USA flies warplanes amid tensions with N.Korea


USA flies warplanes amid tensions with N.Korea

Speaking to reporters Monday, Defense Secretary James Mattis said North Korea is "intentionally doing provocations that seem to press against the envelope for just how far can they push without going over some kind of a line in their minds that would make them vulnerable".

Following his speech at the UN, South Korean President Moon Jae-in will meet with his US counterpart to discuss North Korea's nuclear crisis amid escalating tensions over whether President Donald Trump's harsh rhetoric against North Korean leader Kim Jong-un could lead to a miscalculation.

The foreign ministry statement, carried by North Korea's official news agency KCNA, said: "The increased moves of the USA and its vassal forces to impose sanctions and pressure on the DPRK [Democratic People's Republic of Korea] will only increase our pace towards the ultimate completion of the state nuclear force". But the liberal-leaning government of President Moon Jae-in said it has no intention of requesting that the US bring back such weapons. Pyongyang sees the sanctions as an attempt to starve the country of fuel and income for its weapons programmes, as well as restrict oil imports and ban textile exports.

The fresh measures followed the sixth and most powerful nuclear test conducted by Pyongyang earlier this month.

Media captionHow would war with North Korea unfold?

But some critics have raised questions over the effectiveness of the restrictions, as North Korea continues to be able to trade internationally.

South Korea on Thursday approved a plan to provide $8 million in aid to North Korea via United Nations agencies as it seeks to handle humanitarian issues separately from political situations. The country's main partner is China and it is considered partially responsible for an estimated economic growth a year ago.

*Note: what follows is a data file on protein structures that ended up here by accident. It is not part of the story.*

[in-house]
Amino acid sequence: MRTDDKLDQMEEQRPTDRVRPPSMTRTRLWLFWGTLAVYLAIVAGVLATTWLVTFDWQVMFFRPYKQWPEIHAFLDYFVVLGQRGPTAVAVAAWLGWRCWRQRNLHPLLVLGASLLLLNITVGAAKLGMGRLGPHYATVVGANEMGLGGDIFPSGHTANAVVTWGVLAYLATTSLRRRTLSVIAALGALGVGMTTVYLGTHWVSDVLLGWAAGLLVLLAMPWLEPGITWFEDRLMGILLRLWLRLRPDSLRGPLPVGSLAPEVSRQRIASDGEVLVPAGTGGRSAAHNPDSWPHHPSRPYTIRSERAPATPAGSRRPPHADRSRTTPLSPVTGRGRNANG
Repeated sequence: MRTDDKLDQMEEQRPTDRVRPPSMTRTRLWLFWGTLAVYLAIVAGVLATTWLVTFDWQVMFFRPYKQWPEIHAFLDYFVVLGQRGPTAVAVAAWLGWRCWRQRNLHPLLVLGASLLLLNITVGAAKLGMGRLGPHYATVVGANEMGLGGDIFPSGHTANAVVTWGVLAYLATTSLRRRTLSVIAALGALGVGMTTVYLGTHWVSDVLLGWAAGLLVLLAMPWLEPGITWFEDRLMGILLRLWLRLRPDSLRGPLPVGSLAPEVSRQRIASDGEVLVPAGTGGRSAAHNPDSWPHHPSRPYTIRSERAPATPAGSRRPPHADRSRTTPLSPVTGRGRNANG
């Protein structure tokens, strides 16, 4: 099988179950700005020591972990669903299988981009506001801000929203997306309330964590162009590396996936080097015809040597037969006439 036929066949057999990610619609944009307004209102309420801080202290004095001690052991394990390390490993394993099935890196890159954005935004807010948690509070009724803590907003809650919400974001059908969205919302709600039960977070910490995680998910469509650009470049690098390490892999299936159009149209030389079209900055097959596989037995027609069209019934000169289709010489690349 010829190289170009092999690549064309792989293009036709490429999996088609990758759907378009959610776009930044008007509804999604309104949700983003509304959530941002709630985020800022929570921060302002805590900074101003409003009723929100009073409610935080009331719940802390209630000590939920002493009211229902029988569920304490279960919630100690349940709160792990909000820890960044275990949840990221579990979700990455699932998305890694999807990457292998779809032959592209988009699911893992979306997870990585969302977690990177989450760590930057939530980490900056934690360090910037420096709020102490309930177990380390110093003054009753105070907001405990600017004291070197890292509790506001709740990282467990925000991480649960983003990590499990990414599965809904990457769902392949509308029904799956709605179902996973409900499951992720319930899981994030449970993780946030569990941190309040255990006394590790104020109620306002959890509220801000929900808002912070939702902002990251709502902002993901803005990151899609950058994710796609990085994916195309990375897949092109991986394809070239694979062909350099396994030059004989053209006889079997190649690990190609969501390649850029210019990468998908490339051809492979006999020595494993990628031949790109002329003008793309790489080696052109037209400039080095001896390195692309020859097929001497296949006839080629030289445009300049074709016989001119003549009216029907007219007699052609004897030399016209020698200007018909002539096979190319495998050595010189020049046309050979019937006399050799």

The US and North Korea leaders also exchanged threats of mutual destruction.

Four F-35B stealth fighters and two B-1B bombers staged "mock bombing drills" over the peninsula on Monday morning, South Korea's Yonhap news agency said, citing an unidentified Seoul government source.

An official directly familiar with options planning within the Trump administration told CNN the question that now needs to be answered is whether North Korea's missile program has progressed to the level of being such an inherent threat that the Pentagon would recommend targeting a missile even if its trajectory did not indicate it would hit the USA or its allies.

Separately, China and Russian Federation began a joint naval exercise east of the Korean peninsula.

While Spain is the latest country to uphold the recent set of sanctions drawn by the United Nations Security Council and the U.S., a list of nations in other continents have also been severing both diplomatic and economic ties with the North Korean regime.